[2] Sarah L. Bailey, Historical Sketches of Andover Massachusetts, (Cambridge: The Riverside Press, 1880), 90.

[3] Charlotte Helen Abbot, Early Records of the Woodbridge Family of Andover, Memorial Hall Library Archives, accessed July 10, 2013, http://www.mhl.org/andover/Abbott/Woodbridge%20Family.pdf

[4] Sarah L. Bailey, Historical Sketches of Andover Massachusetts, (Cambridge: The Riverside Press, 1880), 7-8.

[5] Claude M. Fuess, Andover: Symbol of New England, (Andover: the Andover Historical Society, 1959), 119-120.

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From Farm To Driving Range

Thursday, July 25th, 2013

The Sarkisian Farms Driving Range is a successful Andover business.  Its evolution from small farm to driving range and ice cream stand has pleased the Sarkisian family.  Rita and Sarkis Sarkisian run the business in a way that benefits the Andover community in addition to providing income.  This married couple has tended the land for over 50 years.

Ovogen Sarkisian immigrated to Andover from Armenia with his wife in 1932, and started the Sarkisian Farms on Chandler Road.[1]  Ovogen and Sating Sarkisian had three children, Sarkis in 1934, Olga in 1936, and Elizabeth in 1938.  The family had to work hard to make a living as vegetable farmers.  On a typical work day, Ovogen transported his crops to Faneuil Hall in Boston several hours before dawn and waited until morning when the wholesalers came to buy them.  After delivering the crops the wholesalers bought, he would finish his day by working in the fields.[2]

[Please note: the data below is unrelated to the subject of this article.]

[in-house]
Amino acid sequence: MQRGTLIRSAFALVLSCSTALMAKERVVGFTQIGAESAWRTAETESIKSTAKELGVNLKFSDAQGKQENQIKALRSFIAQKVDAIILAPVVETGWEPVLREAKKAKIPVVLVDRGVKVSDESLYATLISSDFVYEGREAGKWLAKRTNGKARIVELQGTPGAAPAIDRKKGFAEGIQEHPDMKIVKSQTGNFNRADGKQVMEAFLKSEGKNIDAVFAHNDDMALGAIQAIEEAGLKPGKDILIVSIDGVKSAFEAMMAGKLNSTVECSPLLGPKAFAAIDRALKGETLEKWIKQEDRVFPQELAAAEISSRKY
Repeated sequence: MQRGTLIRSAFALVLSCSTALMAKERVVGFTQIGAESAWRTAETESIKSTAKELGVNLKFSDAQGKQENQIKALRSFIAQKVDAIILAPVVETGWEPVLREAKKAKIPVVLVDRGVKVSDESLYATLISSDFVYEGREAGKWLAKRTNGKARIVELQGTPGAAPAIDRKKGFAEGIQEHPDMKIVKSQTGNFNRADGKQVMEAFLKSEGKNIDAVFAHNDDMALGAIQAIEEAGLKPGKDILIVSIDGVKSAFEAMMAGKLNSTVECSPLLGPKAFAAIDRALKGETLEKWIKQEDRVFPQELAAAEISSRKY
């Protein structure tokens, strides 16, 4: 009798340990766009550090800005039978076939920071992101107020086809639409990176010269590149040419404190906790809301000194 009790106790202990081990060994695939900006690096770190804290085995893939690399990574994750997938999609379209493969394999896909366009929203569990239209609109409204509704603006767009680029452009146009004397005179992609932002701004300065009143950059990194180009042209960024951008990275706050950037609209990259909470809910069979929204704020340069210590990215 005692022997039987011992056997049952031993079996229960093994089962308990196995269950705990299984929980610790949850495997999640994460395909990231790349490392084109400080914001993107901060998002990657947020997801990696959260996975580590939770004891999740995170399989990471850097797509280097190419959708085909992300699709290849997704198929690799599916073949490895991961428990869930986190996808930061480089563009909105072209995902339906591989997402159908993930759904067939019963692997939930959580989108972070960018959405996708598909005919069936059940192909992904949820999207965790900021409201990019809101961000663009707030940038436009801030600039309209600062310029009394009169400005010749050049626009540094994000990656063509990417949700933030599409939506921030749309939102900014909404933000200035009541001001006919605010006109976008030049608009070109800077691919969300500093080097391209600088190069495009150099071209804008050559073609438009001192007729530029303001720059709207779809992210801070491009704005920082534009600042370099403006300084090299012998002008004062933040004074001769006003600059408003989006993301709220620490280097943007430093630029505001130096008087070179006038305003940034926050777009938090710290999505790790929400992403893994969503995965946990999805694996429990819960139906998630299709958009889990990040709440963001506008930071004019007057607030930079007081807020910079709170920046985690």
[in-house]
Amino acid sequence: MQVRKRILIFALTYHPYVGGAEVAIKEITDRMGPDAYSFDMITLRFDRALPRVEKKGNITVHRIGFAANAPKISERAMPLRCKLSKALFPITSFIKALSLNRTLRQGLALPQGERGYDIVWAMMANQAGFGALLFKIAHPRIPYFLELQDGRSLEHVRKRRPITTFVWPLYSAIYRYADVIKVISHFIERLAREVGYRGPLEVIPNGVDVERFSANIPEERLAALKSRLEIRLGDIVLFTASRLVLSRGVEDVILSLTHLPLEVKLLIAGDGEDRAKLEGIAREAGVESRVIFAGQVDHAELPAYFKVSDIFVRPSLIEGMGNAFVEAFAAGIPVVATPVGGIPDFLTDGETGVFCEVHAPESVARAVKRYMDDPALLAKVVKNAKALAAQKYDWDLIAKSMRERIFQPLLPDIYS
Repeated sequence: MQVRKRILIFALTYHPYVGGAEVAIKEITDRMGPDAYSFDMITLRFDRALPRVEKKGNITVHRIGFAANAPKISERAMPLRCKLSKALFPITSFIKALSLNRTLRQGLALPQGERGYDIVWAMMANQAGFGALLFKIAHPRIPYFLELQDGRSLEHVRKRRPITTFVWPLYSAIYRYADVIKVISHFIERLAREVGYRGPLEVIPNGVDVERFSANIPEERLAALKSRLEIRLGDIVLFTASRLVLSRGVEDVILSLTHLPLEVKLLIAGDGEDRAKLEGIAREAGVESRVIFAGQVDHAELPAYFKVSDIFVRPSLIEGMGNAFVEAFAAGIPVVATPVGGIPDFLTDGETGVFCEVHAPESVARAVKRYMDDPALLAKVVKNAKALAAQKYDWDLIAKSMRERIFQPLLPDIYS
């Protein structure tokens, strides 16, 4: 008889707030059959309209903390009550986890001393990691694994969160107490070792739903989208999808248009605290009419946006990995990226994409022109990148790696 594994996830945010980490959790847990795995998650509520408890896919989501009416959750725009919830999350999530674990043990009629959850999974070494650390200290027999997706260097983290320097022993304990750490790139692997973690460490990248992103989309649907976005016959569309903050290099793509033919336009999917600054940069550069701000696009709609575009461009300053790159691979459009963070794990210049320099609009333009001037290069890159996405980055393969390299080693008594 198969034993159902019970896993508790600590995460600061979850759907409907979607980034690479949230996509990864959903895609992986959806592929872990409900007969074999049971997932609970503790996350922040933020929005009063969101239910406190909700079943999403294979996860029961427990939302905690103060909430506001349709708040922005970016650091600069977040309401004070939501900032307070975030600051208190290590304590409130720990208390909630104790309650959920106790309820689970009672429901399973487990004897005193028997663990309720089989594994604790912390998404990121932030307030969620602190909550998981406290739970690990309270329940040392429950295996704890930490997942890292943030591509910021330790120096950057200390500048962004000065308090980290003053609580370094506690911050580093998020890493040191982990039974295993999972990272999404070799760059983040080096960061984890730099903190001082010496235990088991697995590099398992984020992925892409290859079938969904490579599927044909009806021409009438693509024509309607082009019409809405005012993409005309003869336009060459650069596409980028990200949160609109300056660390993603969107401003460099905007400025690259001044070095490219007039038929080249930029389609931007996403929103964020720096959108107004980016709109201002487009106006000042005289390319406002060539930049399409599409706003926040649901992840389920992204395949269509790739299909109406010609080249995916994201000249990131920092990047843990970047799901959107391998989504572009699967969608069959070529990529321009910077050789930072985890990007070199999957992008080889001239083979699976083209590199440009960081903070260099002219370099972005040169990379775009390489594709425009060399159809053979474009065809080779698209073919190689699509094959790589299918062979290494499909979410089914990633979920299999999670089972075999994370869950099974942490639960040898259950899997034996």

The Sarkisians had to perform most of the repair and maintenance work on their own.  They couldn’t afford to take the time to wait for a specialist to fix broken machinery or irrigation systems if they wanted to keep the farm running.[3]  They lost money during the time spent fixing machinery or irrigation systems.  It was already hard enough to make ends meet.